Several Great Crested Flycatchers were calling in the area. They like to perch among the leaves at the top of the trees where it is difficult to spot them, but I found this one sitting out in the open.
Then I saw a large dragonfly zip by and land in a shrub. It seemed a bit too large to be an emerald, and when I first got my binoculars on it I noticed a single straight thoracic stripe reminiscent of a Springtime Darner. However, it was brown in colour and did not have the abdominal markings of a darner, so I edged closer to it until I was able see the whitish spots of a Stream Cruiser. This was a pleasant surprise as I had never seen one at Shirley’s Bay before, and see perhaps one each season. It appeared to be an immature, and didn’t move as I leaned in close for some photos.
Migration may be just about over, but there are still lots of breeding birds on territory. If I ever get bored of listening to them sing, dragonfly season is really beginning to heat up! Butterfly season is progressing nicely, too; in addition to the Hobomok Skipper I saw one Canadian Tiger Swallowtail zoom by, a likely Juvenal’s Duskywing, an unidentified white butterfly, and something large and dark enough to be a Black Swallowtail, although I only caught a glimpse of it. With the temperature reaching 30°C this afternoon, it feels as though we can finally put the long, snowy winter and long, cold spring finally behind us and enjoy all the birds and bugs of summer.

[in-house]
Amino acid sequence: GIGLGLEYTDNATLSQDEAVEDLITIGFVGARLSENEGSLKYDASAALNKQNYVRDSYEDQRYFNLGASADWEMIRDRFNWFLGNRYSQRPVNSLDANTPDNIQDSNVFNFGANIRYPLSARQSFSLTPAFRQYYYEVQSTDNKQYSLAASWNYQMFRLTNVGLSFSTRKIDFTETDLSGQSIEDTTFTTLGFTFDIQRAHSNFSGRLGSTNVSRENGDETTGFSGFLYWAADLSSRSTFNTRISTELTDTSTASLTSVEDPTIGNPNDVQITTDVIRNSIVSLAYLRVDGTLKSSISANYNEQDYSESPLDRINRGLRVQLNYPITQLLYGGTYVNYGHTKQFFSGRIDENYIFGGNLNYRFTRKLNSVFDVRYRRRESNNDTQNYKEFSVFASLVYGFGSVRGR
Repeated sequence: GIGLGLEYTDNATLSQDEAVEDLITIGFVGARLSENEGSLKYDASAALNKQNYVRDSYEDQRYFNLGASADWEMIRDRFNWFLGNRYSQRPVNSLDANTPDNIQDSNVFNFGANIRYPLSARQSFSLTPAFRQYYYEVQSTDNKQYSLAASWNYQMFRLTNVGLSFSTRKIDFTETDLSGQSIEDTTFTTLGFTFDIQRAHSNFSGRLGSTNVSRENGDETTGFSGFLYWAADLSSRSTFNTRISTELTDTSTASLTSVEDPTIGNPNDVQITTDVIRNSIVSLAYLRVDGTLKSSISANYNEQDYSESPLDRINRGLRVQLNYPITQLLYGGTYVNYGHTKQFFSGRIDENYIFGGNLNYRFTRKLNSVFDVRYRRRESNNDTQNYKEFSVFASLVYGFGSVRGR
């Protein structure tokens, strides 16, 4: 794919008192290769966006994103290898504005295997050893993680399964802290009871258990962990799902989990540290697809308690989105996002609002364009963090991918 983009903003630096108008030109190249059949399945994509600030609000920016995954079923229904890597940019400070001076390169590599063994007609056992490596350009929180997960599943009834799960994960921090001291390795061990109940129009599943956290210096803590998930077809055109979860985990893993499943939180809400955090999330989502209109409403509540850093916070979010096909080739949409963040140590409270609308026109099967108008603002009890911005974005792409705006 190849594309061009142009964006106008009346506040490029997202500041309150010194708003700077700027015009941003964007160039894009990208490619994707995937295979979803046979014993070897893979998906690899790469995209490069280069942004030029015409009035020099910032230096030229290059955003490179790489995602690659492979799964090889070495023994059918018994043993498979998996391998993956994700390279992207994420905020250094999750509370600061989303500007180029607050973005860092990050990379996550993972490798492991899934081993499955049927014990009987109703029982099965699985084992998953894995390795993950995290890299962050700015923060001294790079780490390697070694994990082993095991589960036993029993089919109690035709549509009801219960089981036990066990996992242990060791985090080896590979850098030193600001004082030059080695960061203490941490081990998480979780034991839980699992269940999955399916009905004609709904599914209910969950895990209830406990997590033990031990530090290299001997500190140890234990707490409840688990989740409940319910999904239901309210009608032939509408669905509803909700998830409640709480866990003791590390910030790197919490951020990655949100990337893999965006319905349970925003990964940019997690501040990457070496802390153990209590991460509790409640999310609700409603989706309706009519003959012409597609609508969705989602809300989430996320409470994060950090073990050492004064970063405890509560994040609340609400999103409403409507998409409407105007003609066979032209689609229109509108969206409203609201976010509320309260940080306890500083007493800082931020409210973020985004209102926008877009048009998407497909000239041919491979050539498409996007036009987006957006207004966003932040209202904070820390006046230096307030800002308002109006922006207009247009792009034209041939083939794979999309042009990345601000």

Love the Wood Thrush recording. I’ve heard few of them this year. Year by year I seem to hear less and less Wood Thrush song. On the other hand, I seem to hear more and more Hermit Thrush song, including in spots where I used to hear Wood Thrush instead! I wonder if there is some degradation on the tropical wintering grounds, which wouldn’t impact Hermit Thrush since it winters in North America?
I have heard few Wood Thrushes this year, but then I don’t hear many on their breeding grounds to begin with. Come to think of it, I haven’t heard many Hermit Thrushes this year either. Too bad, because I love both their songs.